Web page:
June 5–10, 1967, (earlier this year according to the Hebrew calendar) is the most consequential period in the history of modern Israel except for May 14, 1948, when David Ben-Gurion declared Israel’s independence. In the midst of this six-day period, Jerusalem Day marks the 50th anniversary of the capture of the Old City during the remarkable Six Day War, which reunited Jerusalem and regained the heartland of Judea and Samaria, following 19 years of Arab occupation. In addition, the Gaza Strip and the Golan Heights, from where many Arab attacks on Jews were launched, were also conquered.
Israel’s War of Independence secured a national home for the Jews in 1948, but it was notably deficient in that the ancient homeland of the Jews, the highlands of Samaria and Judea (which includes Jerusalem), were occupied by King Hussein of Jordan’s British-trained troops. One result of the 1948 was that Jerusalem’s Old City, the site of the Jews’ most holy site, the Temple Mount, was cut off from the Jews. The Jordanian troops destroyed many of the Jewish Quarter’s synagogues and the most ancient Jewish cemetery, on the Mount of Olives, was desecrated, with its gravestones used to build roads, latrines and Jordanian army fortifications.
Though now it’s just an historical footnote, it’s important to note that the intent of the Jordanian occupation (1948-1967) WAS NOT to found a State of Palestine for the Arabs, but to destroy the nascent State of Israel – and throw the Jews into the sea. The idea of Palestinian Arab self-determination barely entered the consciousness of the Arabs under Jordanian (or Egyptian in the case of Gaza) occupation, as their living conditions deteriorated. Only with formation of the PLO (Palestine Liberation Organization) in 1964, did the majority of Arabs living under Jordanian/Egyptian rule begin to call themselves “Palestinians,” contemplating a state of their own.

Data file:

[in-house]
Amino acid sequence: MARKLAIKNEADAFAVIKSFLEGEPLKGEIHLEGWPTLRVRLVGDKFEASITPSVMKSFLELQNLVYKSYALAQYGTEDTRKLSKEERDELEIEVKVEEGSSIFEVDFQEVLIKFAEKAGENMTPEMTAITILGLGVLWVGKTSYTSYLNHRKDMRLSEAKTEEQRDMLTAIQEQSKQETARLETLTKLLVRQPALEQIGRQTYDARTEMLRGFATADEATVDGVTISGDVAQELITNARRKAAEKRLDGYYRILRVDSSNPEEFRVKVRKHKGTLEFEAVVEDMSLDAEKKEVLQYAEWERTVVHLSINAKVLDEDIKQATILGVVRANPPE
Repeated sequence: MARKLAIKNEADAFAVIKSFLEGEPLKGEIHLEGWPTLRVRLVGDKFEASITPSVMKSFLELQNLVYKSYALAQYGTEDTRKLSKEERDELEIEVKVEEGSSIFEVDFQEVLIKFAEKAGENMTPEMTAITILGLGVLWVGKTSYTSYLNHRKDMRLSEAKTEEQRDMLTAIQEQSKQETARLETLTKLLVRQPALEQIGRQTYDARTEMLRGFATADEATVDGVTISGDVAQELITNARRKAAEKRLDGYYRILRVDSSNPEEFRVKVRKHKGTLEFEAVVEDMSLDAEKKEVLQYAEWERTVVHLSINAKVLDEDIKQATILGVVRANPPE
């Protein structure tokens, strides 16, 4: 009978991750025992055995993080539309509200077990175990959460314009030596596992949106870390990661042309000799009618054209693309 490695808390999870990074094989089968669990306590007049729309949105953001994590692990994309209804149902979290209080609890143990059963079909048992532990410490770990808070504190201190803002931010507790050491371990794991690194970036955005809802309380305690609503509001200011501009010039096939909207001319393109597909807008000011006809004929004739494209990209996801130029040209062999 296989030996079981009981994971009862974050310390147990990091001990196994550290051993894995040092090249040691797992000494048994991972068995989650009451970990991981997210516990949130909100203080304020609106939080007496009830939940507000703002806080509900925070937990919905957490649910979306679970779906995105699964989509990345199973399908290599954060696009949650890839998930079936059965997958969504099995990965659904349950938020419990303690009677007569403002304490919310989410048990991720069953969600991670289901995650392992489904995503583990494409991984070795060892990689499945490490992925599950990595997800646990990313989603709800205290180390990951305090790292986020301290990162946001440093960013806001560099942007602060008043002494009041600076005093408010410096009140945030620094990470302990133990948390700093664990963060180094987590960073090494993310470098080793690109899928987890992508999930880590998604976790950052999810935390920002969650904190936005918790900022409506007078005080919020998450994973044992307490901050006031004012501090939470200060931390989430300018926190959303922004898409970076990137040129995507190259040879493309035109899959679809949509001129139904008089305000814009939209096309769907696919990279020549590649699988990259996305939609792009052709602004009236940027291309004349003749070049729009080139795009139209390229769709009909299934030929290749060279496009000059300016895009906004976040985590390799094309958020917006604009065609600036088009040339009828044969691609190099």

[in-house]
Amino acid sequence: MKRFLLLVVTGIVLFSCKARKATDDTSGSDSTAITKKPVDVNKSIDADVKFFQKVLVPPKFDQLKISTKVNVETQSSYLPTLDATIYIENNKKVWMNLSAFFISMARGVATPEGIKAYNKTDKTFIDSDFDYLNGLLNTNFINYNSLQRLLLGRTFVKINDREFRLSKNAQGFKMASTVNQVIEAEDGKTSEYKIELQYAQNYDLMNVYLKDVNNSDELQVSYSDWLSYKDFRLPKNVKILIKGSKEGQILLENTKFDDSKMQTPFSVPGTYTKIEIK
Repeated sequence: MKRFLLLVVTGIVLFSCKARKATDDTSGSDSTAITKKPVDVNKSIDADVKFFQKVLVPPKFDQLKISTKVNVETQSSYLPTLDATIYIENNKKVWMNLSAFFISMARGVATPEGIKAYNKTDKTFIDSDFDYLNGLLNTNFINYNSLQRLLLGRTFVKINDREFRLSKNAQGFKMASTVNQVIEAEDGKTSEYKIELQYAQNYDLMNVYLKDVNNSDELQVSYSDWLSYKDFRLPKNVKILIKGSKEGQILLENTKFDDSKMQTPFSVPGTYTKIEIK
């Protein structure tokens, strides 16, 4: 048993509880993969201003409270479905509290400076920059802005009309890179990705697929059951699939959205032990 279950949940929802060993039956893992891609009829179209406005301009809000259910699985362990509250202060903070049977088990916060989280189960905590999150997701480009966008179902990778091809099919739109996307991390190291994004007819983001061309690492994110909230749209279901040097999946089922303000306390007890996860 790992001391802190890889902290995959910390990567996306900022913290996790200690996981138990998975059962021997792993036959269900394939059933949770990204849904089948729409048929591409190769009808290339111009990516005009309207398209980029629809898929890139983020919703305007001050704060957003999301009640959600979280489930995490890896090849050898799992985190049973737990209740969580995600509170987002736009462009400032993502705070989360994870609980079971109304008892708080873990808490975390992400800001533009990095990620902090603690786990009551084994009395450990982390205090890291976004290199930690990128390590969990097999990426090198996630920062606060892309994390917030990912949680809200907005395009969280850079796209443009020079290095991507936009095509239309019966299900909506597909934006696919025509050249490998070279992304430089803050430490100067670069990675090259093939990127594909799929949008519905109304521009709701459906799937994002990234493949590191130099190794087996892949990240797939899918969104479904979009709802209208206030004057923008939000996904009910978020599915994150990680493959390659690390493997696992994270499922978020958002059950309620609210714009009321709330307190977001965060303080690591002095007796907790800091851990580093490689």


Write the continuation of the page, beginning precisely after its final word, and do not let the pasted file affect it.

During the 1948-9 war, Israel tried mightily to defeat the British trained and led (Jordanian) Arab Legion occupying Jerusalem’s Old City, but failed. Under Jordanian rule, the occupied eastern portion of Jerusalem and the newly-named “West Bank,” once again became an 0Arab backwater. No non-Jordanian rulers visited Jerusalem, despite the Muslim claim that Jerusalem is Islam’s third holiest site. The “new” city, the western portion of Jerusalem built up by the Jews was successfully defended and under the new Israeli administration, it flourished.
King Hussein’s ingenious ploy to rename Judea and Samaria the “West Bank” of the Jordan River worked, in the same way that the Romans’ renaming of the Land of Israel to “Palestine” did. Both instances undercut the Jews’ heritage in their homeland, nearly erasing its Jewish history.
Most people, including non-Israeli Jews, don’t realize that the highlands of Judea and Samaria are the cradle of Jewish civilization, not the coastal plain which includes Ashkelon, Ashdod, Tel Aviv, and Haifa. The Philistines populated most of the Mediterranean coast when the Israelites entered the Land of Israel, roughly 3,500 years ago. Westerners do know the story of Samson, who destroyed the Philistines’ pagan temple in the city of Gaza, one of the five Philistine cites (Ashkelon, Ashdod, Ekron, Gath, and Gaza) west of the mountainous region where the Israelites settled.
In the 11th c BCE (Before Common Era), Saul was anointed the first King of the Israelites; he failed to establish a permanent capital. David, who first came into prominence by slaying the Philistine giant, Goliath, succeeded Saul as the King of the tribe of Judah. He established his capital in Hebron, the second most holy Jewish site, where Abraham had purchased land to bury his wife Sarah. Eventually, David became king of all the tribes of Israel.